Admittedly, Egypt bailed CAF out and should receive well-deserved credit for coming to the rescue and hosting the African Cup of Nations, with barely 6 months notice, when the original hosts were sanctioned due to shoddy preparations.

Nevertheless, the lack of attendance in Egypt speaks volumes high ticket costs; the timing of matches bang in the middle of work days; the difficulties faced by national team supporters in obtaining entry visas to Egypt; and challenges with the Confederation of African Football’s complicated online ticket purchasing system.

It should not be so. This after all, is the most important event in Africa’s sports calendar. At least, it used to be before England’s Premier League, Spain’s La Liga, Italy’s Serie A, and Germany’s Bundesliga captured our collective imaginations.

The end result is that where once 30,000 to 70,000 fans a week watched highly competitive domestic football leagues across Africa, the empty seat syndrome has been the norm for almost two decades. It is not unusual to have less than a thousand fans in a stadium that seats 30,000.

The lack of fan attendance has obvious economic and financial implications across the sports value chain for team owners, sports federations and confederations, players, sponsors, advertising and marketing agencies, merchandisers, vendors, and local communities who once counted on fan attendance to boost fledgling economies.

What’s responsible for the increasing slide in fan attendance?

1. Poor facilities
2. High ticket costs
3. A lack of reliable transportation to and from venues. As well as sufficient and secure parking.
4. Increasingly crude behaviour and violence at event locations.
5. Technology. Mobile phones and Apps that carry events live as well as a plethora of entertainment alternatives. In other words, once big events are no longer the main gigs in town.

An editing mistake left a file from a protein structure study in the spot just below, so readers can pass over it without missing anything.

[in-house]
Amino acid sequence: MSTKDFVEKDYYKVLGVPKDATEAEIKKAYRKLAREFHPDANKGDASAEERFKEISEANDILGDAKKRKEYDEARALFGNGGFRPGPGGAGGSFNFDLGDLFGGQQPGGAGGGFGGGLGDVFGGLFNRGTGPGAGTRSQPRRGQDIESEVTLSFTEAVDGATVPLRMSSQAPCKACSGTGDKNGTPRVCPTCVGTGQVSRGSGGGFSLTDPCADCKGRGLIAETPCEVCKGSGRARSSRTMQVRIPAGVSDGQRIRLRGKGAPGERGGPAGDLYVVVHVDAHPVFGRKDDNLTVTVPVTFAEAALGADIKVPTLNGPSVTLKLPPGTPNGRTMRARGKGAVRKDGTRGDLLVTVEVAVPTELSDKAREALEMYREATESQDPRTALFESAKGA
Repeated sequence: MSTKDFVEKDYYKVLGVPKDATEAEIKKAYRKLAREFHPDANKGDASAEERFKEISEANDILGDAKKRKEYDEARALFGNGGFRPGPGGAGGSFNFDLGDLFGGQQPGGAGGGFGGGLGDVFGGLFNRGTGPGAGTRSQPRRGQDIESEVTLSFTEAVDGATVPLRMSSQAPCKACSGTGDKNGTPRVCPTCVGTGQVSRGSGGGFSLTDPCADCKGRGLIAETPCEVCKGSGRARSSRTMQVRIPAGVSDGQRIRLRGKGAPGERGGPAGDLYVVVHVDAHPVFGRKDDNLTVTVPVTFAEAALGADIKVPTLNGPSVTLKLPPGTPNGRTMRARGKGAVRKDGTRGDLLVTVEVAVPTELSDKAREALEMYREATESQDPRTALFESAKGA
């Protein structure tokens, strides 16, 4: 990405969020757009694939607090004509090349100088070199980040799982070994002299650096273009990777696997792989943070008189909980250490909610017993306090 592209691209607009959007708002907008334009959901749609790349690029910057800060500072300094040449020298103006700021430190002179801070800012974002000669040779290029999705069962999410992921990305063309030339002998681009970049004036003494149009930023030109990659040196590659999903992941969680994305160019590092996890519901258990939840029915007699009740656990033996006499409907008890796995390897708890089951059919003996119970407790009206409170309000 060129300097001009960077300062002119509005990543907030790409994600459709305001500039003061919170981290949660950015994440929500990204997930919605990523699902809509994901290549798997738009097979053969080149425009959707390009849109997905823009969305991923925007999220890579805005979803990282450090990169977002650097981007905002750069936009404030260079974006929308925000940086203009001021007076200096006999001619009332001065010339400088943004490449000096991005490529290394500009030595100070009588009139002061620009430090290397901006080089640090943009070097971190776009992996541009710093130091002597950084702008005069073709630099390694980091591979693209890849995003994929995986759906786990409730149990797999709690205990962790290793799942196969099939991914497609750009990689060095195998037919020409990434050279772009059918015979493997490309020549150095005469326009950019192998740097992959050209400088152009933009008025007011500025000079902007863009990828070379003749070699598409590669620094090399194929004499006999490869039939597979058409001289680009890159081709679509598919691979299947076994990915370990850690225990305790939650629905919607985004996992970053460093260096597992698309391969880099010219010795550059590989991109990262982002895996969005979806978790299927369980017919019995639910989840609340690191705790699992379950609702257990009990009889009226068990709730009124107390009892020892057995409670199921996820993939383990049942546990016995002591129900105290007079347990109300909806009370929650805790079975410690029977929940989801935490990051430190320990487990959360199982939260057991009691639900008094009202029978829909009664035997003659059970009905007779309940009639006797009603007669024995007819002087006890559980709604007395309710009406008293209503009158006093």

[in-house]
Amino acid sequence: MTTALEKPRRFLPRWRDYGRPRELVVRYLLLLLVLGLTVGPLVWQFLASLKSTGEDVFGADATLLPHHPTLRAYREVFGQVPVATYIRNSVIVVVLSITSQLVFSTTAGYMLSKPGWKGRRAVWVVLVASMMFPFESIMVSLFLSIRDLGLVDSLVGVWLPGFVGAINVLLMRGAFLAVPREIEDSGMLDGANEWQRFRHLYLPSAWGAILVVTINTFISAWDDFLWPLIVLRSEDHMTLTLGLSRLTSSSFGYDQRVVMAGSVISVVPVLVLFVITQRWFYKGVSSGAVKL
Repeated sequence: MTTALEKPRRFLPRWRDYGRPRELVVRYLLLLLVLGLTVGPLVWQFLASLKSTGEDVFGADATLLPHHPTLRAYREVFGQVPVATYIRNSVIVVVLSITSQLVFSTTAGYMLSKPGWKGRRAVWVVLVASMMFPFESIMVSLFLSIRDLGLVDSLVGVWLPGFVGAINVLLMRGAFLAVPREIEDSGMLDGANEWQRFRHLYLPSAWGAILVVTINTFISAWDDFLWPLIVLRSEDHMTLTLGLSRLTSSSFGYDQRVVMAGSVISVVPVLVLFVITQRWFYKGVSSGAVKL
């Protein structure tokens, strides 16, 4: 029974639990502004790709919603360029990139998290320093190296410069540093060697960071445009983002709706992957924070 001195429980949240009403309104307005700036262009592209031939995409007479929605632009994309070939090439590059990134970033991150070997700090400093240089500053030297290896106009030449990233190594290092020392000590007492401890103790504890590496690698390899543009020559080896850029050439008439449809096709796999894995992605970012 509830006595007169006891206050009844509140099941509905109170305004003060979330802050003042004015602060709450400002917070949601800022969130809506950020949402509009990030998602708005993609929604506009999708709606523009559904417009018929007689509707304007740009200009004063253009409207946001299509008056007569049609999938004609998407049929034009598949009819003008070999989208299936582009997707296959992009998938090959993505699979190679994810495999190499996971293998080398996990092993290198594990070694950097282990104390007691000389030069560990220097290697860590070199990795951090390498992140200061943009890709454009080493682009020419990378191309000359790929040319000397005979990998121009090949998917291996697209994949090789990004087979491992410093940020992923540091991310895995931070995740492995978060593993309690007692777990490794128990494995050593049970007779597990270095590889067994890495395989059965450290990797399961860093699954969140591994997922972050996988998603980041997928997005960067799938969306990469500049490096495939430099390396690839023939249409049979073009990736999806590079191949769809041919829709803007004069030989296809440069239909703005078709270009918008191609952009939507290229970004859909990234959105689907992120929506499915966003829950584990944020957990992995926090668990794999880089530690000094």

So, what can be done to reverse the trend? Here are 5 quick suggestions.

1. It can no longer be business as usual. Africa must run sports as a professional business. This includes the right infrastructure, training facilities, attractive pay scales for professional athletes who now consider anything less than a European league appearance, a professional failure.

Regrettably, as with Africa’s overall propensity to simply export raw materials instead of adding value to what we produce, we are doing the same with football and many other sports. Africa has a tremendous abundance of potential talent that for the most part (with the exception of South Africa, Kenya and Ethiopia) we add little or no value to. Instead, millions of genetically blessed athletes are simply waiting or begging to be ‘found’ on the cheap by European and American sports teams. Why? Simply because we fail to see diamonds in the rough and because we are unable to add value to the potential of what for now seems to be rough stones.

2. Modern and professionally maintained facilities: In sizzling hot Africa, we must invest in covered stadia. When I can sit in front of my big screen TV in my air-conditioned living room, why would I want to subject myself to temperatures that I swear have gone up a number of notches in recent years?

3. Sport is a spectacle. This includes everything including pre-event and half time entertainment to keep fans with short attention spans upbeat and engaged.

4. Give back to the fans: Essentially, engagement in the 21st century must change. It’s time to give something back to fans rather than fleecing them at every opportunity with sub-standard services and products. It would seem to me that sports teams could offer something as simple as raffle draws that reward fans with extra game tickets, signed player jerseys, visits with select players, or products from local sponsors. Professional marketing firms can come up with an endless list.